Maine Having Second Thoughts About Gay Marriage Ban

Maine.<a href="http://www.shutterstock.com/cat.mhtml?lang=en&search_source=search_form&version=llv1&anyorall=all&safesearch=1&searchterm=Moose&search_group=&orient=&search_cat=&searchtermx=&photographer_name=&people_gender=&people_age=&people_ethnicity=&people_number=&commercial_ok=&color=&show_color_wheel=1#id=61673917&src=cb670381c5c02e733338baaa13f1f718-1-34">Bryant Aardema</a>/Shutterstock

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Next up on the marriage equality bandwagon: Maine.

Gay marriage was legal there for a brief stretch in 2009, when then-Democratic Gov. John Baldacci signed into law “An Act to Promote Marriage Equality and Affirm Religious Freedom.” But that November, voters exercised a “people’s veto,” overturning the law with 52.7 percent of the vote. Now, on the heels of President Obama’s public embrace of same-sex marriage, the tide seems to have turned, once more, in support of equality. According to a new poll from Boston’s WBUR, 55 percent of Maine voters say they’ll vote for an amendment on the November ballot effectively overturning their previous referendum:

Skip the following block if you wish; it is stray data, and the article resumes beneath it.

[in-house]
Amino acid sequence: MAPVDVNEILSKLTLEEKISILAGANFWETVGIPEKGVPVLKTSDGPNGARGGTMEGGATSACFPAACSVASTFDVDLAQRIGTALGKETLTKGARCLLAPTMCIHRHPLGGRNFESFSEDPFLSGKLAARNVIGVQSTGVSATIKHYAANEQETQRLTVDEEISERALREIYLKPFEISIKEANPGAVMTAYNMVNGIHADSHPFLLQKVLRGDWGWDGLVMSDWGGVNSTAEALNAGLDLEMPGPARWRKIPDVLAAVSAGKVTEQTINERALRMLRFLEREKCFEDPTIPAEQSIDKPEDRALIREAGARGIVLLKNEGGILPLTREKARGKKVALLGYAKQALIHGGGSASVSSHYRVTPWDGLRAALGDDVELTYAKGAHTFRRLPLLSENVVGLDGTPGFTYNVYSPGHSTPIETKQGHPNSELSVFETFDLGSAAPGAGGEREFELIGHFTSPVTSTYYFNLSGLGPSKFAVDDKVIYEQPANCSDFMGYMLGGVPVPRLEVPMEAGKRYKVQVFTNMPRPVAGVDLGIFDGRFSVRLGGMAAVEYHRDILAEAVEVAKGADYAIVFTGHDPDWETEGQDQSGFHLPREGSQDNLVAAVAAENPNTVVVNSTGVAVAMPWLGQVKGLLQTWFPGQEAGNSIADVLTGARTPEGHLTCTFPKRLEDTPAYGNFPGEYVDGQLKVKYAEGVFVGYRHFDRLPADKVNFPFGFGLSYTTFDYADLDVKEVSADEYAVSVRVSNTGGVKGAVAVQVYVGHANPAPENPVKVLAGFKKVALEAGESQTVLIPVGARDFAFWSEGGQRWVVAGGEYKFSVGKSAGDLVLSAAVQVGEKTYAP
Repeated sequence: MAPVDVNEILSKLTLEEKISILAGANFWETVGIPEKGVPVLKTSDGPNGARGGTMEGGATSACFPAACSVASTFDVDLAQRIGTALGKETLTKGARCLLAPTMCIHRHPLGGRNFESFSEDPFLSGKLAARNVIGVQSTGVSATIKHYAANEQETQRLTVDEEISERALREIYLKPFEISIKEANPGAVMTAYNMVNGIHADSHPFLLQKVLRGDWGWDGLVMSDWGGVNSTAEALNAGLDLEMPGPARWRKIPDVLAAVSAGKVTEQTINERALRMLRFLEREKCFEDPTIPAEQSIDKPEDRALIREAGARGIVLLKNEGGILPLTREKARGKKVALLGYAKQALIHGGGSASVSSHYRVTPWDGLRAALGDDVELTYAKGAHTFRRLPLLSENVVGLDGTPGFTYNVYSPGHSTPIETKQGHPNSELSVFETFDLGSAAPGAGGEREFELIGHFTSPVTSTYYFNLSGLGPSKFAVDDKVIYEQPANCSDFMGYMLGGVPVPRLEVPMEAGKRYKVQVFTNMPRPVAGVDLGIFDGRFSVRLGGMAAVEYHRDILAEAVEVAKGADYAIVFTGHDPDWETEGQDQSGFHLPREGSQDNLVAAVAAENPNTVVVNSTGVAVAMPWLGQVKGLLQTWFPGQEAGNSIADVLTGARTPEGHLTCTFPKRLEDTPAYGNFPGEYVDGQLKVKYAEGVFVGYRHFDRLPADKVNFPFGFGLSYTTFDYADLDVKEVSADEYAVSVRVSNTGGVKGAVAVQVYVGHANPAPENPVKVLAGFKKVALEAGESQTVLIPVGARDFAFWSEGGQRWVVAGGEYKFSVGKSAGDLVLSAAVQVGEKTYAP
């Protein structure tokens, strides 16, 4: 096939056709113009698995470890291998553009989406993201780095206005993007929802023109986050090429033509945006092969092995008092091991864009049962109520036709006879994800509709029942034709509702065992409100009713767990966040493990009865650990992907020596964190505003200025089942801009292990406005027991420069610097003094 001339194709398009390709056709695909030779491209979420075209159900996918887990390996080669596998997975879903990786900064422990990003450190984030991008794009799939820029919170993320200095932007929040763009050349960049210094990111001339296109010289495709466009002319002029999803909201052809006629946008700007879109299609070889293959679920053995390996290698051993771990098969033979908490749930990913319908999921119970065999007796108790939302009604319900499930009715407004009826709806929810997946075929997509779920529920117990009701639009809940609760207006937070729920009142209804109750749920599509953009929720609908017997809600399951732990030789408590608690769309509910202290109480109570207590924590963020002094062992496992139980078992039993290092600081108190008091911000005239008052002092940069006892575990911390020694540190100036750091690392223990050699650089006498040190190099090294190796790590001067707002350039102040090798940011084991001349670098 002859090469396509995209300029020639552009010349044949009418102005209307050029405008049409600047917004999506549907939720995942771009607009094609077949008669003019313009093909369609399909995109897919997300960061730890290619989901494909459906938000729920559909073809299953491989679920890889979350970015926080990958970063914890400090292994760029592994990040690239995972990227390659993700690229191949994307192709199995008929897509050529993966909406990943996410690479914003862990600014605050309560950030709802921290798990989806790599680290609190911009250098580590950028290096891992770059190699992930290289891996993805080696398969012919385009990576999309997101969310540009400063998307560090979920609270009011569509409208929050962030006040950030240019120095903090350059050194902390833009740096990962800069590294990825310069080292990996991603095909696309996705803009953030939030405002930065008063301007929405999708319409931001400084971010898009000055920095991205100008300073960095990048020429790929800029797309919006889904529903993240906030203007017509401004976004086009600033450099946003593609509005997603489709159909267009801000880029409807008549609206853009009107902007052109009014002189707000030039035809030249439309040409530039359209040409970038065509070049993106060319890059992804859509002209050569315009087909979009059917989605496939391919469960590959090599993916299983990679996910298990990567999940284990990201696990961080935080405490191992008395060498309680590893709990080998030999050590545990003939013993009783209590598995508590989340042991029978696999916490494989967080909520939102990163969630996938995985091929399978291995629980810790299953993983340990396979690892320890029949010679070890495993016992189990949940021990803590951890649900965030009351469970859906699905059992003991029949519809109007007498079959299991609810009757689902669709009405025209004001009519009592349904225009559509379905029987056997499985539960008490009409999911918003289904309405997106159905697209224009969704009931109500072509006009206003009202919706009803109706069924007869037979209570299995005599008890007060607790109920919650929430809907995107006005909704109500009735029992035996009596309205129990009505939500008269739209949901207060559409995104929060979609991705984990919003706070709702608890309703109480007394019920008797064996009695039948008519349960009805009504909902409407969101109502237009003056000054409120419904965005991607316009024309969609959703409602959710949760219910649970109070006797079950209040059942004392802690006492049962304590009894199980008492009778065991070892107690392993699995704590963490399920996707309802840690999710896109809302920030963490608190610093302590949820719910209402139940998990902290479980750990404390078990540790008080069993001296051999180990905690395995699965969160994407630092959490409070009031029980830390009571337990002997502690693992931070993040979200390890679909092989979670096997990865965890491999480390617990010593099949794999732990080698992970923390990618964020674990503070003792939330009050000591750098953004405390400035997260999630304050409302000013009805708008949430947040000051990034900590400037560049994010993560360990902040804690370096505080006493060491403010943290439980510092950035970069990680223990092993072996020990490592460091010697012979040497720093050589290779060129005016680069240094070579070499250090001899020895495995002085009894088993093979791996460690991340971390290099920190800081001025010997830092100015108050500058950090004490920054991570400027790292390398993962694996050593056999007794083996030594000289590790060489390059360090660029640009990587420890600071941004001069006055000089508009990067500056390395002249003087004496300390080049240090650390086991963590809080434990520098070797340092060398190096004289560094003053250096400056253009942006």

WBURWBURThat’s almost a 17 percent drop in opposition to gay marriage in just 3 years. And, despite a setback in North Carolina earlier this year, it tracks with the trend we’ve seen in other states. In Maryland, for instance, Public Policy Polling found a 12-point swing in support of marriage equality since March.

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